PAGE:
Perhaps the biggest benefit of getting Swihart back is his ability to serve as emergency catcher depth. Sandy Leon has earned the starting catcher gig, at least for the rest of this season, while the Red Sox still need Ryan Hanigan because he’s their best option to corral the knuckleball when Steven Wright takes the mound. Swihart wouldn’t replace Hanigan as the backup catcher, but it would be nice to have some added insurance for the injury prone veteran.

Hanigan still has value for his game-calling and experience behind the dish, but he’s having a miserable season offensively. The 35-year old is batting a mere .158 through 95 at-bats this season and his .437 OPS is lower than any Red Sox hitter that has received double-digit plate appearances this season. He remains serviceable defensively, but has no business batting late in a close game.

The problem is that Farrell has often been reluctant to pinch-hit for Hanigan because it would leave him without a backup catcher. If Leon were to get hurt after replacing Hanigan at the catcher position, who does Farrell turn to? It puts the manager in the unenviable position of deciding between playing with fire by leaving the team vulnerable without a backup plan for arguably the most important defensive position or letting Hanigan hit for himself in a key spot. Either decision potentially spells disaster.

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Farrell found himself in such a position Thursday night in Seattle. This time he did decided to swap Hanigan for Leon and it paid off. Leon went without a hit, but when he came up again in the 11th inning he put down a bunt that got Travis Shaw into scoring position for the game-winning run one batter later.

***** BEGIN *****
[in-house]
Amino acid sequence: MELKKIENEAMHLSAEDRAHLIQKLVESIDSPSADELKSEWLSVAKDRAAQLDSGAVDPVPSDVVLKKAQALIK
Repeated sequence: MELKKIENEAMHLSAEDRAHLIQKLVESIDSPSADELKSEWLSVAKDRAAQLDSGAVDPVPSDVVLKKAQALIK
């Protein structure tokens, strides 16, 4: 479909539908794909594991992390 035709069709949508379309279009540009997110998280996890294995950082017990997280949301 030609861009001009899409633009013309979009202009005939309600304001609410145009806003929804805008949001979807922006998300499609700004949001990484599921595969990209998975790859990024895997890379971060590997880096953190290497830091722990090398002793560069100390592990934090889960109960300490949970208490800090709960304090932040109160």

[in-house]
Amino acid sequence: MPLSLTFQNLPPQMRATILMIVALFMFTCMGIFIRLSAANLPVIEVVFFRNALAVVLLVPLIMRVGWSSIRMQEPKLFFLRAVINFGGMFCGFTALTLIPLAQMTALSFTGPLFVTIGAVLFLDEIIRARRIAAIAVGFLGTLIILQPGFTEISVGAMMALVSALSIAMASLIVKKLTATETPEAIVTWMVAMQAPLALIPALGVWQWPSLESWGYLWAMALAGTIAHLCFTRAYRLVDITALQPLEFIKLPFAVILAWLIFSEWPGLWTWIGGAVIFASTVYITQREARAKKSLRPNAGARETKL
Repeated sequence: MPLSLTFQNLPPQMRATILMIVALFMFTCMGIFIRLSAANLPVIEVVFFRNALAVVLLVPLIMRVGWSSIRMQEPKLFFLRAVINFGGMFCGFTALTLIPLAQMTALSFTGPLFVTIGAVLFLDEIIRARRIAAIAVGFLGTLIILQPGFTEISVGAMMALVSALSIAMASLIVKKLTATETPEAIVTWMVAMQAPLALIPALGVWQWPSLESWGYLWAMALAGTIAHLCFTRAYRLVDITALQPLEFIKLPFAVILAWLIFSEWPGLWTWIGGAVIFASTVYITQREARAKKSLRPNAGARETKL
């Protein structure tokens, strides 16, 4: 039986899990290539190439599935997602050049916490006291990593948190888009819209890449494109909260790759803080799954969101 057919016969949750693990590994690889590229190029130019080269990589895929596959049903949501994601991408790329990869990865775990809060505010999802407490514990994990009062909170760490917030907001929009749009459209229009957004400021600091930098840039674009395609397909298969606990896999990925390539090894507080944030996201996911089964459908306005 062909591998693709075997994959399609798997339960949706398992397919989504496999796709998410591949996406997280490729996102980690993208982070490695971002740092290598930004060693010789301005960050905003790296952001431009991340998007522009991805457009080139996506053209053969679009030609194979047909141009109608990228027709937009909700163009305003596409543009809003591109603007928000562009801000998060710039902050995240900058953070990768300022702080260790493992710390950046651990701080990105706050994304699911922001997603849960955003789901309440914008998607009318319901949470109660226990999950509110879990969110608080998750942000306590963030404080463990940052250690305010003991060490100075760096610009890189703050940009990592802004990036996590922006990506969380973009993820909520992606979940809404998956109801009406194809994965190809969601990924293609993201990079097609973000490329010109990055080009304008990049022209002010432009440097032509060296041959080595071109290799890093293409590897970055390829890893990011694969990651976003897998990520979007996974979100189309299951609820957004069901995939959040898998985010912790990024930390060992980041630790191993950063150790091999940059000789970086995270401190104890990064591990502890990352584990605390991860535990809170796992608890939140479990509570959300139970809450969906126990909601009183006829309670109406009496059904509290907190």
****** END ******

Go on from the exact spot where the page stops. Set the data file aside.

You can argue the merits of asking a guy hitting .365 to bunt, while the strategy might not have even worked at all if Holt’s single up the middle hadn’t ricocheted off the shortstop’s glove. If that ball goes through cleanly then the center fielder gets to it in time to hold Shaw at third base. Maybe he scores anyway on the fly ball to right that Mookie Betts hit for the second out of the inning, maybe not. Regardless, it worked, and the point is that no matter what strategy Farrell wanted to utilize in that spot, you want Leon to have the bat in his hands over Hanigan.

If the Red Sox had another option to use at catcher then Farrell would have the peace of mind to replace Hanigan more often. Swihart solves that problem. Even if becoming a full-time catcher again isn’t in his future, he’s still capable of putting the gear back on in a pinch. Or if Leon needs a full day off to rest, Swihart can be the backup catcher that can pinch-hit for Hanigan if needed late in a game.

The Red Sox don’t want to waste a bench spot on a third catcher, so calling up Christian Vazquez to fill this role isn’t a viable plan until rosters expand in September. However, a backup left fielder with the versatility to play catcher if needed? They can find room on the bench for that guy.

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Hopefully this second opinion brings good news so that Swihart can get back on the field at some point this month. The Red Sox aren’t giving up on him yet, so we shouldn’t give up on the idea that he can still be of value this season.